Whiteville also was where he discovered his passion for baseball, though it didn’t happen right away. His friends played the game, so he kept at it, but he admitted he wasn’t very talented early on. But Gore loved the process of getting better. As a kid, he would visit an indoor facility after school and play for hours until it closed. His internal motivation wasn’t the only way he drew inspiration. He also got it from Meredith, who was born with a mild case of cerebral palsy, which can affect the ability to move and maintain balance and posture.

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“She doesn’t realize how inspiring she is to people,” Gore said. “She doesn’t want to hear that all the time, but the good Lord blessed her with [a light] that nobody else has, which was very special. Everywhere she goes, she’s a light that’s shining bright. She’s been awesome. She’s not let anything stop her, and that’s just kind of how she tried to be.”

That inspiration worked both ways for the Gore siblings. Meredith remembers her brother wanting to skip family vacations so he could train — he was worried someone was getting better than he was.

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Baseball pride was far-reaching in Gore’s small hometown. Whiteville High won state championships in 1983, 1985, 1989, 1991 and 2012 before Gore arrived as a freshman in 2014. Many kids grow up admiring a professional or college team, but Gore’s favorite was the Whiteville varsity squad.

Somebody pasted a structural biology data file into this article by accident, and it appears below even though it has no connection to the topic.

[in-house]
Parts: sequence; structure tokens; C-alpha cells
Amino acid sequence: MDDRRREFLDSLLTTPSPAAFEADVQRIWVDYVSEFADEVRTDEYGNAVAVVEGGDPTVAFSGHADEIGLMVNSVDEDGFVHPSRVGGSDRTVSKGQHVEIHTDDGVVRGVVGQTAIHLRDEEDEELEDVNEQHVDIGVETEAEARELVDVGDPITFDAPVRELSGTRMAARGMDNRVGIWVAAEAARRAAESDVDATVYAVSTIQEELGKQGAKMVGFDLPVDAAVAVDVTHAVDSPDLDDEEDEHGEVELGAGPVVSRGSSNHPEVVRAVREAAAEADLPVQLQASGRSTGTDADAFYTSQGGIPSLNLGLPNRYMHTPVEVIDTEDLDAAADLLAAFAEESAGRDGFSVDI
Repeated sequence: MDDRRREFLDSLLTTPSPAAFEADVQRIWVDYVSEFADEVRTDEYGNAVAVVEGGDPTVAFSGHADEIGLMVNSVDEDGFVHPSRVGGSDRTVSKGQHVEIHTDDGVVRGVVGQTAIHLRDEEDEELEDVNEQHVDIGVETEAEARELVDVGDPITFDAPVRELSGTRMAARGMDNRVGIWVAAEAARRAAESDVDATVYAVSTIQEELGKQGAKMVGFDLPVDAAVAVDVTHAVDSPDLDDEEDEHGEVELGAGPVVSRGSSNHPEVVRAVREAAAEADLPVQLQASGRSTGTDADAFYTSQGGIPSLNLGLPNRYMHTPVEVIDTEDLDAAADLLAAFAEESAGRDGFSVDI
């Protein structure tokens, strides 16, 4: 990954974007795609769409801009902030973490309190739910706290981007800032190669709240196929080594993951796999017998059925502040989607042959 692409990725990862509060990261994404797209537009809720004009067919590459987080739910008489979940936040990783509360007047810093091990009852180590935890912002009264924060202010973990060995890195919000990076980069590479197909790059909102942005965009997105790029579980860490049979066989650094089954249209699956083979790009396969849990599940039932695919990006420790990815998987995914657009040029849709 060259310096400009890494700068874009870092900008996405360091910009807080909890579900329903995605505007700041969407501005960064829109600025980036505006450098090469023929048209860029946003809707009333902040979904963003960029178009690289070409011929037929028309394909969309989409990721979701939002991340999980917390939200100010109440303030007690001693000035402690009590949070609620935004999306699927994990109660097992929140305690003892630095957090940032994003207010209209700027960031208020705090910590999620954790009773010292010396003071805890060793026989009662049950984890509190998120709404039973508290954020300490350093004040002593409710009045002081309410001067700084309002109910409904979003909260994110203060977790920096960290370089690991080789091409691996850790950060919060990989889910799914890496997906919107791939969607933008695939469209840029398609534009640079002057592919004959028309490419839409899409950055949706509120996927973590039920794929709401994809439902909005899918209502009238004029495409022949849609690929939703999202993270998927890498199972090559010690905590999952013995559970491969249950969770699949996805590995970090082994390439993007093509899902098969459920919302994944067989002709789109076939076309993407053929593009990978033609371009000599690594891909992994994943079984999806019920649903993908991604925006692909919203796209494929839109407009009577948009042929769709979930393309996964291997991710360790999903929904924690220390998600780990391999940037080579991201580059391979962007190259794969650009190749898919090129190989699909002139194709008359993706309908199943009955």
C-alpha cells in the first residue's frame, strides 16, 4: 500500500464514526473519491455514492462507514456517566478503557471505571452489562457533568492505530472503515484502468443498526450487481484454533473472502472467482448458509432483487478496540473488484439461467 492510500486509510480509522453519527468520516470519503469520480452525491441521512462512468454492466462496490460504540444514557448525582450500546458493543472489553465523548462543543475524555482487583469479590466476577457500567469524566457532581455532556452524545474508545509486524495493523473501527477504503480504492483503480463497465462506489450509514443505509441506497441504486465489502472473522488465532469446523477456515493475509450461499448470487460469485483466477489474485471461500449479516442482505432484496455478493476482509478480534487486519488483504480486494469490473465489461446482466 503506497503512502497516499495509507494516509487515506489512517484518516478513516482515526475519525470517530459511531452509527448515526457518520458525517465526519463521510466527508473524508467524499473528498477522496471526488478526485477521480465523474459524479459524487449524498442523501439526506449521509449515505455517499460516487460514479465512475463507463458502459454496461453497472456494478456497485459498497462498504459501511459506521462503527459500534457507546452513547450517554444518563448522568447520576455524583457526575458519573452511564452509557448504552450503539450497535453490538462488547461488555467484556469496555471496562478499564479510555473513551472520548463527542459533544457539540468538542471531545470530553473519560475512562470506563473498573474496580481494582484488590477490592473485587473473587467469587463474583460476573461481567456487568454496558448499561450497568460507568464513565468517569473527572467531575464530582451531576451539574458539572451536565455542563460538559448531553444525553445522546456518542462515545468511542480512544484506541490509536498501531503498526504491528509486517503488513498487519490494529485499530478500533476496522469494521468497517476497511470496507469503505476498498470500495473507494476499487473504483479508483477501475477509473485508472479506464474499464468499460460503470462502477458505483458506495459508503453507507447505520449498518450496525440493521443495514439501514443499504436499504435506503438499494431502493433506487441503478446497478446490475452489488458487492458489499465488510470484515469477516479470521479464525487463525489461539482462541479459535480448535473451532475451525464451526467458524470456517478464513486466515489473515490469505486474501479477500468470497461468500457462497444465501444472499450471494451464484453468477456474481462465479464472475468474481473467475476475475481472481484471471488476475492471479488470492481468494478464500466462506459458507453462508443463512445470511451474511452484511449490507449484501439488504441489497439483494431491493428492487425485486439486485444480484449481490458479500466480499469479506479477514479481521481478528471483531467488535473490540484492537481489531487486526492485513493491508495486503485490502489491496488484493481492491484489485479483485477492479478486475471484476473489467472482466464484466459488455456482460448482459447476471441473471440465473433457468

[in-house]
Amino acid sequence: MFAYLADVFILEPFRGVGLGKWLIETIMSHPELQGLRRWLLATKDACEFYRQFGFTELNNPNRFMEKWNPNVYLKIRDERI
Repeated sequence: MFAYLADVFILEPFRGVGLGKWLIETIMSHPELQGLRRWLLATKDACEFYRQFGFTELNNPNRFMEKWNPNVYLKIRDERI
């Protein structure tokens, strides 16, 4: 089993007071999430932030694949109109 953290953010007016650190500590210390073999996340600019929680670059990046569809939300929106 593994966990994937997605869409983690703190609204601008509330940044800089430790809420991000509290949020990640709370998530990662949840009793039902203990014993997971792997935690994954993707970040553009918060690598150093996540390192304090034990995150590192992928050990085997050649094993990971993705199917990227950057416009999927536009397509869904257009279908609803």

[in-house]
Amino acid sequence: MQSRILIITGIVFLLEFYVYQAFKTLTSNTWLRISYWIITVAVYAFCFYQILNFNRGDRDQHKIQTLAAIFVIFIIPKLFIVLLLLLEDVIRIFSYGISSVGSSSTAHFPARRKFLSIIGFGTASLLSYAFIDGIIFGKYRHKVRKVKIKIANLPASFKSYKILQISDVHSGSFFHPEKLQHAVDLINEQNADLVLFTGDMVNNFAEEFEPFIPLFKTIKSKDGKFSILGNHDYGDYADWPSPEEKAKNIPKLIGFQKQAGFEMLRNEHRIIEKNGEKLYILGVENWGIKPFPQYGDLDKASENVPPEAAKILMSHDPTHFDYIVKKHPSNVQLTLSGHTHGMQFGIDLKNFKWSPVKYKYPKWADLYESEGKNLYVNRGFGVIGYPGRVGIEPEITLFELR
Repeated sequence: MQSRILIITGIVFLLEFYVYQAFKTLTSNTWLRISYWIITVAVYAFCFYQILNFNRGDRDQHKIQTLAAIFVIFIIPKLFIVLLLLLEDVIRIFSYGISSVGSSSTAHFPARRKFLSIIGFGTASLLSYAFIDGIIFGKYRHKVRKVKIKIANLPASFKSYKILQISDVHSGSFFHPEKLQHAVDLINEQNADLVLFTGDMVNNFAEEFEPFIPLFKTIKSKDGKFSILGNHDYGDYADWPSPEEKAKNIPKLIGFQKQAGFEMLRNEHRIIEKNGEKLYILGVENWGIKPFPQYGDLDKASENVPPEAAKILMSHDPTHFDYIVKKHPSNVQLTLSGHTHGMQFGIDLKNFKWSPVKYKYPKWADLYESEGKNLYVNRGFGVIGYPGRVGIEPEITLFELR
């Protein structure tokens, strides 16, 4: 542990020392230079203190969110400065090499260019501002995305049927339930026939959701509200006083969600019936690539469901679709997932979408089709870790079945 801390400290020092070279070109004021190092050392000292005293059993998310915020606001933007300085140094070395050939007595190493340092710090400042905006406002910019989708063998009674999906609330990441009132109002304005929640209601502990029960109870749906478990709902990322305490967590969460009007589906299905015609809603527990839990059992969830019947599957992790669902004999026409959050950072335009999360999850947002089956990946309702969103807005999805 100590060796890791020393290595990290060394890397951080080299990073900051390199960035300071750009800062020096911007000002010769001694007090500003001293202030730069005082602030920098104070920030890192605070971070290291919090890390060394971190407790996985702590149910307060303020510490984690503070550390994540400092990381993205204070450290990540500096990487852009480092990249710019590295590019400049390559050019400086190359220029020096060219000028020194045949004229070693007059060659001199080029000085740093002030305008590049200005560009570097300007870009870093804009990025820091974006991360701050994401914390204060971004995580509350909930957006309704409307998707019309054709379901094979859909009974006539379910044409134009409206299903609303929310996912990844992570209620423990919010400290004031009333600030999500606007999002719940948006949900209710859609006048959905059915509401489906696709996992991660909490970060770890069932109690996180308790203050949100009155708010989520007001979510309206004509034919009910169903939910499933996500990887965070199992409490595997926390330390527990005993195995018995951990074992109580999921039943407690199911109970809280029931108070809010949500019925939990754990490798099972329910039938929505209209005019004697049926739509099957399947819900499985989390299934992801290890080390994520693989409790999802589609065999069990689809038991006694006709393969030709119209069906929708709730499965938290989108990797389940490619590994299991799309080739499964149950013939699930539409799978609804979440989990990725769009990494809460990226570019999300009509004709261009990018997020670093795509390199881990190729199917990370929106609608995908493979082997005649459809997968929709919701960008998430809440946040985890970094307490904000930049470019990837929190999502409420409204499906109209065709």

Meredith tried to attend most, if not all, of his games growing up. Her brother joked that she used to yell at the umpires and was just as “fiery” as he was on the field.

“He was kind of shy, but on the baseball field he came alive,” Meredith said. “It was a different person when he stood in between those lines. It was kind of fun to see.”

‘This really might happen’

Gore entered Whiteville High with a chance to make the varsity team. Hammond was in his first year as the pitching coach after coming over from a rival school; he was cautious about making too many changes too soon.

But Whiteville Coach Brett Harwood told Hammond there was a left-hander with a big leg kick and an awkward windup; he wanted Hammond to check him out. Hammond said Gore looked like a 12-year-old batboy when he first saw him. But when he threw off the mound, the ball popped the catcher’s mitt.

“If you’ve been around the game enough and you’ve watched enough pitchers, you can notice when the ball jumps out of somebody’s hand,” Hammond said. “You can just see it. And when you see it, you know.”

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He was throwing only in the low to mid-80s, but Gore’s long stride made it feel as if the ball jumped on the hitter quickly. Gore — with fastball command, a strong change-up and a developing curveball — made the team.